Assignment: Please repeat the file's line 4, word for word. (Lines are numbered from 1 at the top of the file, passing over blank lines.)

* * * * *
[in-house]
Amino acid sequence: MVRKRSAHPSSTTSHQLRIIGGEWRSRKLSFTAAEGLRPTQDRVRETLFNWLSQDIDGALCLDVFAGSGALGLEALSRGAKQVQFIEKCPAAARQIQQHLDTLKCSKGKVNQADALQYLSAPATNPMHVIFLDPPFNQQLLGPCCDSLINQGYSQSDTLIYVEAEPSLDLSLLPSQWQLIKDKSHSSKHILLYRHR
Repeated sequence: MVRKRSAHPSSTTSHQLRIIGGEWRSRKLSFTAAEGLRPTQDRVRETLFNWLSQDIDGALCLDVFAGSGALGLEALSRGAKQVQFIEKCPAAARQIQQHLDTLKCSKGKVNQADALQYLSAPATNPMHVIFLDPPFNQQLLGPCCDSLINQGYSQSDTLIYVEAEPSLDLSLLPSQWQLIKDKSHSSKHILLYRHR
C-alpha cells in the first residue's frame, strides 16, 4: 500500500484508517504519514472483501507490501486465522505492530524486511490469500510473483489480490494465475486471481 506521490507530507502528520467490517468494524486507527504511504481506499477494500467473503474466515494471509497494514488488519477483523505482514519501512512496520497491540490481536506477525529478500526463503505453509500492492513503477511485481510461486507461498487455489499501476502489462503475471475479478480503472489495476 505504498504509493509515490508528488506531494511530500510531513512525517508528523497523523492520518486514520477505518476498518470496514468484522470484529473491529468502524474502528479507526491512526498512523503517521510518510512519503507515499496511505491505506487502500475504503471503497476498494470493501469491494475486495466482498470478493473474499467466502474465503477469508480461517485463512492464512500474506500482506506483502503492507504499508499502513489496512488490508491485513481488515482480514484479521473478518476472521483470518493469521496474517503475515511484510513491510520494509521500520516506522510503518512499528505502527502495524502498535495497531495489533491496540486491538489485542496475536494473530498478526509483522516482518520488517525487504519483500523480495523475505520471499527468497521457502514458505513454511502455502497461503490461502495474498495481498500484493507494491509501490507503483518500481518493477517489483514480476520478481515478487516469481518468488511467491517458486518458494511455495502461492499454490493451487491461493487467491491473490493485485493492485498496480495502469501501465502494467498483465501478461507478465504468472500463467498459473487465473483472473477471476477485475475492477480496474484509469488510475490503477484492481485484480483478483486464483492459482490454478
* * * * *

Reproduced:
C-alpha cells in the first residue's frame, strides 16, 4: 500500500484508517504519514472483501507490501486465522505492530524486511490469500510473483489480490494465475486471481 506521490507530507502528520467490517468494524486507527504511504481506499477494500467473503474466515494471509497494514488488519477483523505482514519501512512496520497491540490481536506477525529478500526463503505453509500492492513503477511485481510461486507461498487455489499501476502489462503475471475479478480503472489495476 505504498504509493509515490508528488506531494511530500510531513512525517508528523497523523492520518486514520477505518476498518470496514468484522470484529473491529468502524474502528479507526491512526498512523503517521510518510512519503507515499496511505491505506487502500475504503471503497476498494470493501469491494475486495466482498470478493473474499467466502474465503477469508480461517485463512492464512500474506500482506506483502503492507504499508499502513489496512488490508491485513481488515482480514484479521473478518476472521483470518493469521496474517503475515511484510513491510520494509521500520516506522510503518512499528505502527502495524502498535495497531495489533491496540486491538489485542496475536494473530498478526509483522516482518520488517525487504519483500523480495523475505520471499527468497521457502514458505513454511502455502497461503490461502495474498495481498500484493507494491509501490507503483518500481518493477517489483514480476520478481515478487516469481518468488511467491517458486518458494511455495502461492499454490493451487491461493487467491491473490493485485493492485498496480495502469501501465502494467498483465501478461507478465504468472500463467498459473487465473483472473477471476477485475475492477480496474484509469488510475490503477484492481485484480483478483486464483492459482490454478